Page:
According to a press release from the University of Alabama, the University’s School of Social Work has received a $1.35 million grant from the United States Department of Justice to help young Alabamians who are victims of human sex trafficking.
The Juvenile Victims of Human Trafficking in Alabama Project aims to develop the state’s ongoing relationship with treatment centers and law enforcement and develop a statewide screening and training program. The project will also design a database resource system, Safe immediately-Accessible Resources for Trafficked Youth, known as SMARTY, which will coordinate trauma-informed services to fully meet the needs of trafficked youth.
“There are a lot of people doing a lot of amazing work to target this problem in Alabama, but what this grant will do is really coordinate those efforts with a unified protocol for helping children who are victims,” said Dr. Javonda Williams, UA associate professor of social work and principal investigator of the grant. “This will unify those pockets of great services in the state, give us a common language, a common to-do list for support and help.”
The three-year project will assess needs and resources throughout the state, as UA researchers create training systems catered to each Alabama county. This will help local communities be better prepared to support victims of trafficking. Finally, the project will develop a statewide database of information and resources to help with the fight against human trafficking.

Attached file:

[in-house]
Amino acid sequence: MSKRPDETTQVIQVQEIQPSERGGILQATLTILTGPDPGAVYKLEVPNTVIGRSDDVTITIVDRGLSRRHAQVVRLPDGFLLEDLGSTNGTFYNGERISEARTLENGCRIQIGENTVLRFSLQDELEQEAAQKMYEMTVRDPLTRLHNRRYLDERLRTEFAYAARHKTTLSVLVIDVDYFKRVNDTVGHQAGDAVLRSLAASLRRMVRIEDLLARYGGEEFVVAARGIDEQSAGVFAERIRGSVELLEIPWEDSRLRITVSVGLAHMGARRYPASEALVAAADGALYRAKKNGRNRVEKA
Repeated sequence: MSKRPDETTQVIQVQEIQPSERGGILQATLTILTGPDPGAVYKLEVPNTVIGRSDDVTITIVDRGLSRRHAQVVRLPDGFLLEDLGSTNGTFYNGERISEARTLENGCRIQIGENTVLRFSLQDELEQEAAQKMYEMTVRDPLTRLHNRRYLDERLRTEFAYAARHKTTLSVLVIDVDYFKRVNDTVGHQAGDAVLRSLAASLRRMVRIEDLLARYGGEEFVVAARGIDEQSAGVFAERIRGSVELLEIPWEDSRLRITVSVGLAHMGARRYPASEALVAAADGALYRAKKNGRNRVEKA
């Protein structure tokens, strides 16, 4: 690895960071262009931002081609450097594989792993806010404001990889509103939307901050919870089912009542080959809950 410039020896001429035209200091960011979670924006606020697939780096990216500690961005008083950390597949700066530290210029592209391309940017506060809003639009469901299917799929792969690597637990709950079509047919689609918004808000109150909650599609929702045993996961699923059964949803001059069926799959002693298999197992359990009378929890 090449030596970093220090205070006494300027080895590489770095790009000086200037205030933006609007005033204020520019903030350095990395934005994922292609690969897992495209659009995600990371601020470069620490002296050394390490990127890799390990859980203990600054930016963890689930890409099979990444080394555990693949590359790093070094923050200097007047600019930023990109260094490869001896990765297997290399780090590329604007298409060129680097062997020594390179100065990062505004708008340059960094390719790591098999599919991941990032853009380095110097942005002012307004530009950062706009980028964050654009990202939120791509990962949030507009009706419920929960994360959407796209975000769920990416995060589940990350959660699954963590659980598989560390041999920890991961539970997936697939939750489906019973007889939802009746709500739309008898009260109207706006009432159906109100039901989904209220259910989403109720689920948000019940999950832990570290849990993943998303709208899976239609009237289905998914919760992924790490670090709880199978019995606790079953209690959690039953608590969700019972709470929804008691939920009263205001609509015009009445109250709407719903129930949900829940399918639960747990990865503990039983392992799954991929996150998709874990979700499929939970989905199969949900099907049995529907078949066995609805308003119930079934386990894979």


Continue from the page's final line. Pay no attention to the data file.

“We’re not going to produce another big book training where they go back to their part of the state and do not have the same resources and services of a larger county,” Williams said. “We’ll need to catch up with what traffickers are currently doing and fit that into both smaller and larger areas. We need to be as nimble as the perpetrators.”
According to the Human Trafficking Hotline, there have been 300 trafficking cases in Alabama since 2007. The majority of these cases are related to sex trafficking. Human trafficking is the second-largest and fastest-growing criminal industry in the world, according to the Alabama Human Trafficking Task Force.
“Many have no idea how prevalent human trafficking is at every corner of the state,” said Sally Longshore, who serves on the Task Force.
The University of Alabama hopes that the grant will enable its faculty and researchers to understand better how human trafficking is affecting the state, to educate the public and lawmakers on ways to combat human trafficking and support the victims of such a horrible crime.